“Jump into the life at the Stone Age: Winter” (Hyppy kivikauden elämään: talvi), Day Care Center Piilometsä, Finland
Where a project diary was used by the students “ ….to approach learning about the nature and environment at the kindergarten level through prehistoric times.”
The three winning projects in educational practices by educators were
Innovation for Creativity Development Association, Suraaya Ayyad, Jordan
“A [nationwide] broad science fair programme for kids and youth.” “…… to create a culture of scientific and technological learning, research, and innovation amongst children and youth in primary and secondary level.
MEF Middle School, Simge Sohtorik, Turkey
“An excellent example of the integration of school mathematics and community and social responsibility. The project is entrepreneurial and easily replicated by schools around the world. The students appeared to find the project a motivational, creative and educational way to learn mathematics.“
Preschool group Puuhiset Satulaiva, Kirsi Rehunen, Finland
An “Excellent example, how storytelling, fairytales can be used in pre-primary education. This is also showing how the boundaries of different subjects can be faded out very natural way.”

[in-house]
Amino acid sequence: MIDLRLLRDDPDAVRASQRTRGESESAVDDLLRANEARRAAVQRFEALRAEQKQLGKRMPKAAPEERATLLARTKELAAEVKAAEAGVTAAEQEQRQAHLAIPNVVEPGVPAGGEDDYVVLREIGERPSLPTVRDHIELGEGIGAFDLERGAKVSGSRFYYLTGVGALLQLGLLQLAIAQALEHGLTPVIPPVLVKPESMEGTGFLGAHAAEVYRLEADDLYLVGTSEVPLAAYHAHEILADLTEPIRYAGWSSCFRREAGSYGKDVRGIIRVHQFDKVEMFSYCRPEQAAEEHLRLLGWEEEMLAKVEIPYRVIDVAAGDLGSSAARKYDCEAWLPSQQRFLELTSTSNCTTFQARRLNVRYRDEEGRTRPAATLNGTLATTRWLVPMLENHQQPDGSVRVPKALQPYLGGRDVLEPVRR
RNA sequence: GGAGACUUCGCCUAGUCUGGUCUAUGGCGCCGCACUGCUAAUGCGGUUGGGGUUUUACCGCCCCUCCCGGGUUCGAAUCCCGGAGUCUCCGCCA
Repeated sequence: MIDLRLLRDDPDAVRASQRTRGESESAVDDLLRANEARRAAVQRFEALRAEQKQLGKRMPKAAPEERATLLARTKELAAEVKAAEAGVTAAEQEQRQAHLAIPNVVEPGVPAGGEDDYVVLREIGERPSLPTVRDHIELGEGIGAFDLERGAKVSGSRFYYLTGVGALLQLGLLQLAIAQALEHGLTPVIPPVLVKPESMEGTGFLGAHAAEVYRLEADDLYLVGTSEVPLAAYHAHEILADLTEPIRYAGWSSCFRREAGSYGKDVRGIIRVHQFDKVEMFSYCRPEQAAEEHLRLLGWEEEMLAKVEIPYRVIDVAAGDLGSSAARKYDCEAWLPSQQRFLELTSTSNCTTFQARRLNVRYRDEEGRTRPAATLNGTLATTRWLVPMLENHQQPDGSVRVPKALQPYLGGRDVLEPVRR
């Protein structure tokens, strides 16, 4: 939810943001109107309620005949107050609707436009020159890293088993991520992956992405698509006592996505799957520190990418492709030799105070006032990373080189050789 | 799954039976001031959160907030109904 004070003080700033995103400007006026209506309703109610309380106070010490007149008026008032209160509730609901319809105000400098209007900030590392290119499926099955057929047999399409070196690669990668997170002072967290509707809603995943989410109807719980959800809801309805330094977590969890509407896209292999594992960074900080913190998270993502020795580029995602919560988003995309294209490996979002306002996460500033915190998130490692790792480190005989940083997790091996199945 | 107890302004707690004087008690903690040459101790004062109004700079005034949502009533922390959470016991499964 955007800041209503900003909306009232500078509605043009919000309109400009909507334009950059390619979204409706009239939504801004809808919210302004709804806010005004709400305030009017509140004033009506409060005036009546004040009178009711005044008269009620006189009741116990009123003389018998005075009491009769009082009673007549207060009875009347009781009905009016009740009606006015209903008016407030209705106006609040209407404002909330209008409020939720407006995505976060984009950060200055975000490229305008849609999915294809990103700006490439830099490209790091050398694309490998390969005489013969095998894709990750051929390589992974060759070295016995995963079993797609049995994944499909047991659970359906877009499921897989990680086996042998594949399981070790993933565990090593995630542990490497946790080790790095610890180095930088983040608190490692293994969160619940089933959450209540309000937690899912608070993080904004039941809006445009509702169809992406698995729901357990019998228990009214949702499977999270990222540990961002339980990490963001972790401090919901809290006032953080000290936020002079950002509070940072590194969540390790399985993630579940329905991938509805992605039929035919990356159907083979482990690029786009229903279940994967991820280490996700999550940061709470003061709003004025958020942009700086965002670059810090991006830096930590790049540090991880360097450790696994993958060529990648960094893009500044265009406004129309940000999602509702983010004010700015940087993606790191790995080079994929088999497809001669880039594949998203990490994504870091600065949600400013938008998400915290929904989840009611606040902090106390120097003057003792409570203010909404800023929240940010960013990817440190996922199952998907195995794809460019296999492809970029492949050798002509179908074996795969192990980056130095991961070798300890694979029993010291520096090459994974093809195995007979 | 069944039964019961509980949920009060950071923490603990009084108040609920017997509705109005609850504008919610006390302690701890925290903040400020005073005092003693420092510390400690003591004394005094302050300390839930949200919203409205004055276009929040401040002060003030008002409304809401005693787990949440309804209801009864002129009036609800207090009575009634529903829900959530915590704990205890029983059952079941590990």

The public’s favourite project was
“Waste Busters” with their project “Lemna grinder”, students Zeynep Sude Çetin, Bora Özkan, Zeynep Eyüpoğlu, Berfin Elçin, Kerim Berber, Umay Eskialp, Melike Damla Özdemir, Aslıhan Eşkin, Gizem İdil Tunçbilek and Bilgesu Gökçenur. Turkey.
The Public’s favourite best practice:
“StarT Day in S.O.S. Project Schools” S.O.S. Project Schools, Turkey.
StarT 2018–2019: registration is already open!
The authors Weightman, A., Farnell, D., Morris, D., Strange, H. and Hallam, G. (2017) have been named as winner of the Jesse H Shera Award 2018 for their open access paper A Systematic Review of Information Literacy Programs in Higher Education: Effects of Face-to-Face, Online, and Blended Formats on Student Skills and Views. Evidence Based Library and Information Practice, 12(3)
The Abstract reads:
"Objective – Evidence from systematic reviews a decade ago suggested that face-to-face and online methods to provide information literacy training in universities were equally effective in terms of skills learnt, but there was a lack of robust comparative research. The objectives of this review were (1) to update these findings with the inclusion of more recent primary research; (2) to further enhance the summary of existing evidence by including studies of blended formats (with components of both online and face-to-face teaching) compared to single format education; and (3) to explore student views on the various formats employed.